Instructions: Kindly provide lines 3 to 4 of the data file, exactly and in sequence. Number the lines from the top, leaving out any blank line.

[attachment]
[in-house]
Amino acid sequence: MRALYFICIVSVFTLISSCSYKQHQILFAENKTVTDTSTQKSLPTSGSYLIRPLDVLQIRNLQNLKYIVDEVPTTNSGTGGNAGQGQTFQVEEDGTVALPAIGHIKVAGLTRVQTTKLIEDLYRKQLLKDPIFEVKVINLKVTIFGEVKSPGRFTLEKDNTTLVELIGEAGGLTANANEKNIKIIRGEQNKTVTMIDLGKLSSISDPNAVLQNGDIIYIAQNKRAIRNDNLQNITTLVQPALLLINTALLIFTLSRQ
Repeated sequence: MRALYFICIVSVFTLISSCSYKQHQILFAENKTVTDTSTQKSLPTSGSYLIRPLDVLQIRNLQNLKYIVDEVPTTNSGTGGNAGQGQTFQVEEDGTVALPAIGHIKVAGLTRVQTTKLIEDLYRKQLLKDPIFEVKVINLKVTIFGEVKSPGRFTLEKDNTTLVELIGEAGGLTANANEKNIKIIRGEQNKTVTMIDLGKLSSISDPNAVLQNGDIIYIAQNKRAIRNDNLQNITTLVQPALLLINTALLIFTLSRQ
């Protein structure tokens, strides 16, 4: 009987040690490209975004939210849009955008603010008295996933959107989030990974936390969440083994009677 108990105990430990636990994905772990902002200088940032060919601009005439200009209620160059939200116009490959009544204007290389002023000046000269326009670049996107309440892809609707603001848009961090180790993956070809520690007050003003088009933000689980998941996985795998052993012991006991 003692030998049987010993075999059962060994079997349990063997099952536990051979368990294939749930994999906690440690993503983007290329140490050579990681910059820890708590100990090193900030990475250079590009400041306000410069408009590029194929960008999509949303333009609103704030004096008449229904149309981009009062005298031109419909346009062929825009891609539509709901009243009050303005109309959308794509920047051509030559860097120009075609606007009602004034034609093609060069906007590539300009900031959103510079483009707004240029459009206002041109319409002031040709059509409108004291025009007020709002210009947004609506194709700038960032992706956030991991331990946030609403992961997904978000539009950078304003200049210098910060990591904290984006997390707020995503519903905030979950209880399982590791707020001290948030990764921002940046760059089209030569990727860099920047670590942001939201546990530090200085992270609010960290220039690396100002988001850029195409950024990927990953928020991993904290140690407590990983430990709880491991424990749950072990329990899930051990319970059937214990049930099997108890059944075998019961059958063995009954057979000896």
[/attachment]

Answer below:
Repeated sequence: MRALYFICIVSVFTLISSCSYKQHQILFAENKTVTDTSTQKSLPTSGSYLIRPLDVLQIRNLQNLKYIVDEVPTTNSGTGGNAGQGQTFQVEEDGTVALPAIGHIKVAGLTRVQTTKLIEDLYRKQLLKDPIFEVKVINLKVTIFGEVKSPGRFTLEKDNTTLVELIGEAGGLTANANEKNIKIIRGEQNKTVTMIDLGKLSSISDPNAVLQNGDIIYIAQNKRAIRNDNLQNITTLVQPALLLINTALLIFTLSRQ
């Protein structure tokens, strides 16, 4: 009987040690490209975004939210849009955008603010008295996933959107989030990974936390969440083994009677 108990105990430990636990994905772990902002200088940032060919601009005439200009209620160059939200116009490959009544204007290389002023000046000269326009670049996107309440892809609707603001848009961090180790993956070809520690007050003003088009933000689980998941996985795998052993012991006991 003692030998049987010993075999059962060994079997349990063997099952536990051979368990294939749930994999906690440690993503983007290329140490050579990681910059820890708590100990090193900030990475250079590009400041306000410069408009590029194929960008999509949303333009609103704030004096008449229904149309981009009062005298031109419909346009062929825009891609539509709901009243009050303005109309959308794509920047051509030559860097120009075609606007009602004034034609093609060069906007590539300009900031959103510079483009707004240029459009206002041109319409002031040709059509409108004291025009007020709002210009947004609506194709700038960032992706956030991991331990946030609403992961997904978000539009950078304003200049210098910060990591904290984006997390707020995503519903905030979950209880399982590791707020001290948030990764921002940046760059089209030569990727860099920047670590942001939201546990530090200085992270609010960290220039690396100002988001850029195409950024990927990953928020991993904290140690407590990983430990709880491991424990749950072990329990899930051990319970059937214990049930099997108890059944075998019961059958063995009954057979000896």